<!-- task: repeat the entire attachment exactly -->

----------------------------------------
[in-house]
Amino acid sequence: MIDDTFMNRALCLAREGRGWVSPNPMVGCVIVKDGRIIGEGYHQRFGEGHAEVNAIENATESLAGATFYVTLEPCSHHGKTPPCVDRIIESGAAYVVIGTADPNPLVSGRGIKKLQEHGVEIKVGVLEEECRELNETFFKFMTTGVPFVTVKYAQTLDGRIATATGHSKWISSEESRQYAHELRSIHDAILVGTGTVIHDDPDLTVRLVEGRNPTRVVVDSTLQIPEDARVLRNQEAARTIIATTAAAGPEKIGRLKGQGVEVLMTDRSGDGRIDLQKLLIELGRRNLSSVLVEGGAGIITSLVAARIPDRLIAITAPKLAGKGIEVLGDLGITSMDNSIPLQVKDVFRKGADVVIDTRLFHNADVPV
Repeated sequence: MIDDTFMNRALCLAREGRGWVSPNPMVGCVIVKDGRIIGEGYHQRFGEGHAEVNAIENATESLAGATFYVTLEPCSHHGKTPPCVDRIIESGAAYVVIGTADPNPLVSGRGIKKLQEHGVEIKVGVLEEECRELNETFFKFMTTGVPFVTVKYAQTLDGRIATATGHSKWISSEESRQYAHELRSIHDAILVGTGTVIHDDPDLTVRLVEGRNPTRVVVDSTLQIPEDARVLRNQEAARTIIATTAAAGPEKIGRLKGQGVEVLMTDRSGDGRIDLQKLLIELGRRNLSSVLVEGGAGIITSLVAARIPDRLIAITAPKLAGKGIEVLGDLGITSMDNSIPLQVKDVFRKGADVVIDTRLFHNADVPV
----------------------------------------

[in-house]
Amino acid sequence: MIDDTFMNRALCLAREGRGWVSPNPMVGCVIVKDGRIIGEGYHQRFGEGHAEVNAIENATESLAGATFYVTLEPCSHHGKTPPCVDRIIESGAAYVVIGTADPNPLVSGRGIKKLQEHGVEIKVGVLEEECRELNETFFKFMTTGVPFVTVKYAQTLDGRIATATGHSKWISSEESRQYAHELRSIHDAILVGTGTVIHDDPDLTVRLVEGRNPTRVVVDSTLQIPEDARVLRNQEAARTIIATTAAAGPEKIGRLKGQGVEVLMTDRSGDGRIDLQKLLIELGRRNLSSVLVEGGAGIITSLVAARIPDRLIAITAPKLAGKGIEVLGDLGITSMDNSIPLQVKDVFRKGADVVIDTRLFHNADVPV
Repeated sequence: MIDDTFMNRALCLAREGRGWVSPNPMVGCVIVKDGRIIGEGYHQRFGEGHAEVNAIENATESLAGATFYVTLEPCSHHGKTPPCVDRIIESGAAYVVIGTADPNPLVSGRGIKKLQEHGVEIKVGVLEEECRELNETFFKFMTTGVPFVTVKYAQTLDGRIATATGHSKWISSEESRQYAHELRSIHDAILVGTGTVIHDDPDLTVRLVEGRNPTRVVVDSTLQIPEDARVLRNQEAARTIIATTAAAGPEKIGRLKGQGVEVLMTDRSGDGRIDLQKLLIELGRRNLSSVLVEGGAGIITSLVAARIPDRLIAITAPKLAGKGIEVLGDLGITSMDNSIPLQVKDVFRKGADVVIDTRLFHNADVPV